Just an old house

Just an old house (October 1, 2014)

By Art Menius

It is just an old house near I-40 in the rural buffer. A house I last entered forty years ago this past spring. Early the fall semester following I walked from my room in Granville Towers across Franklin Street to Walker Funeral Home. I joined my family at the funeral of the house’s occupant, my Aunt Molly Clarke. They included her older sister, my grandmother, who grew up there before marrying and moving to McCauley Street on July 4, 1917.

Aunt Molly lived alone for some thirty years after her parents died. She got electricity and indoor plumbing in 1965, possibly as a result of some social security earned working in Alberta Mill in Carrboro when it was a weapons factory during the Second World War. Otherwise, I never knew of her doing “public work,” as distinguished from farming. I sat on her porch as a child watching folks prime tobacco across the road. I met older rural African-Americans I called “aunt” and “uncle.”

Going into Chapel Hill when Weaver Dairy and what was then called Airport Road were partially gravel was a long trip for a small boy with his aunt on a Saturday morning. Same going the other way when she took a notion to sell to the A&P at the brand new Eastgate instead of to Fowlers. Either place, her week’s worth of produce rarely brought much folding money for her black change purse.

When I happen to go past that house or reach the low point on West Franklin where Fowlers was Chapel Hill’s grocer for decades, the memories hit me, and I think about family. Not that I have much anymore despite living where my roots run deepest. I have a first cousin in Charlotte from my father’s side, another in Arizona on my mother’s, and a couple of second or third cousins scattered about.

I do have a family mystery – my grandfather from Calvander. That fact and that he died in the late 1930s was all my mother ever told me about him. I want to know why my grandmother and aunt never mentioned him and my mom only that once. From my mother’s death certificate this summer, I managed to learn his name, Roswell or Rauswell H. Varner. The LDS genealogy website said he was born in circa 1890, and that he does not appear in the US Census after 1930. After many searches, I found online that “Ranswell Howard Varner” died on March 15, 1939 (a year before his father’s passing) and was buried two days later at “Christian Church.” Now I had a date, but still no cause of death or reason for the silent treatment.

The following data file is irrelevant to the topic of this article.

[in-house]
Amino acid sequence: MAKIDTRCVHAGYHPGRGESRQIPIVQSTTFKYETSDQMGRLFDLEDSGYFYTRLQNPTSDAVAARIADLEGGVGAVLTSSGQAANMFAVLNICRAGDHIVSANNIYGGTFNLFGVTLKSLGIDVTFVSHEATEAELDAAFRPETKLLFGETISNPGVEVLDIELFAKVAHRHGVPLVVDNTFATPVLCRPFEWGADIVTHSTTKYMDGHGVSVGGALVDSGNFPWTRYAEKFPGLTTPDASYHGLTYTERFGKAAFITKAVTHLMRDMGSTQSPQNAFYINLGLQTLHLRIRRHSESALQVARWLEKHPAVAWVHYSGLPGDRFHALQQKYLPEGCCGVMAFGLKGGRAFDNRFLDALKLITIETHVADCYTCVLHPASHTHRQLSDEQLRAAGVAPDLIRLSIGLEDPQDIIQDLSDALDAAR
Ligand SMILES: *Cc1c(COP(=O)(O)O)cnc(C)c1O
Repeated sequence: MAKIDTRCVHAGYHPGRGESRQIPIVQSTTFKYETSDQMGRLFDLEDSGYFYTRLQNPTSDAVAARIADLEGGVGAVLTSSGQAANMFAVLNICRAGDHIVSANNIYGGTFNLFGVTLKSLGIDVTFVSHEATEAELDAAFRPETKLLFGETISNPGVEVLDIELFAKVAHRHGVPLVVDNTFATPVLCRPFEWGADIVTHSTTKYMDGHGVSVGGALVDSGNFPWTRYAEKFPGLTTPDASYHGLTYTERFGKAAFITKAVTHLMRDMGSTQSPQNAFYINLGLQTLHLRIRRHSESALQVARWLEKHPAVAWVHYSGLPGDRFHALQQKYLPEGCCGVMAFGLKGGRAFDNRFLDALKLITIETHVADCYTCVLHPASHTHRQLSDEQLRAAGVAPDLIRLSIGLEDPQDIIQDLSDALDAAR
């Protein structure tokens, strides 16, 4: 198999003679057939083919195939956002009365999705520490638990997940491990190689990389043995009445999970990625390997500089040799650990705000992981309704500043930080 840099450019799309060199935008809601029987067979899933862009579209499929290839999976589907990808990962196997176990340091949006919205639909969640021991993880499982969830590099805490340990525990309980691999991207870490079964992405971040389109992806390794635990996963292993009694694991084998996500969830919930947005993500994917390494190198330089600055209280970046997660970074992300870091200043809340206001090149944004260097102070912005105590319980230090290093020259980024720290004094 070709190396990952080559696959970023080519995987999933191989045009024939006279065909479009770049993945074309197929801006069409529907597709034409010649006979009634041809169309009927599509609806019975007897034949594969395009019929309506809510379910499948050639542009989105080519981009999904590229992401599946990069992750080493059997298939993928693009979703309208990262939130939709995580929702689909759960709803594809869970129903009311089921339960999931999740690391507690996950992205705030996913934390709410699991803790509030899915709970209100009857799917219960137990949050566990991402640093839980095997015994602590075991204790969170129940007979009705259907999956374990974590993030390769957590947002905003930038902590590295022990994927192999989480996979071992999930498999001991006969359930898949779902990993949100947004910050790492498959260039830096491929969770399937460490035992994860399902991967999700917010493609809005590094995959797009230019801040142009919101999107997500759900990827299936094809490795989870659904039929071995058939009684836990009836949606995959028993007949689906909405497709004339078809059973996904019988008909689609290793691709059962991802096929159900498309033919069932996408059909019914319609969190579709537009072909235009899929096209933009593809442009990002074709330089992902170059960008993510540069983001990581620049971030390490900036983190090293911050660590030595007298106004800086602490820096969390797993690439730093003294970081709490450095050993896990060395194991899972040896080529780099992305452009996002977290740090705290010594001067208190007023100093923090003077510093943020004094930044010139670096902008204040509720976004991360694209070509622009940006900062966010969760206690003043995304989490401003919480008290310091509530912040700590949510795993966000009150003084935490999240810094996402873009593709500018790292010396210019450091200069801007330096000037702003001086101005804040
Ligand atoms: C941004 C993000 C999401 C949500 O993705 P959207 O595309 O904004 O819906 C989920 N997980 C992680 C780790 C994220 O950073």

I did have enough info, however, to make the 15 minute drive to the county offices above Weaver Street Market in Hillsborough. A pleasant young woman came back in less than five minutes with my 15 cent photocopy of ole granddad’s death certificate. Age at death was 48 years, two months, and fifteen days. It gave occupation not as a University employee but as “mechanic and service station operator.” Finally, the certificate blew my theory about an auto wreck out of the water. Cause of death was a stroke brought on by hypertension and arteriosclerosis.

There hangs the tale, because I just left a job I loved dearly so as to avoid dropping dead of a stroke by dealing head on with a set of maladies that included those two. Genetics do matter, but in this case they just made the mystery of the silence even greater.

Lacking any place to turn for that answer, I pondered what all this meant, other than after six decades I am beginning to get something of the perspective of age. Despite such deep roots in southern Orange County and living within 15 miles of Carrboro for the thirty-three of the past forty-one years, I had no more local family than the transients who have settled here.

More shocking, however, was confronting that every day I live as if a dreamer in a Carrboro, a Chapel Hill, and an Orange County that existed a half-century ago. I think in terms of what used to be: “Nightsound is where Cat’s Cradle used to be behind where Dip’s used to be.” What I actually seek in the past is family, my grandfather’s service station and Aunt Molly’s skillet cornbread. What I understand now is that these towns, this community, this place and my friends here are my extended family now. South Orange is the place where when I go there, they have to take me in.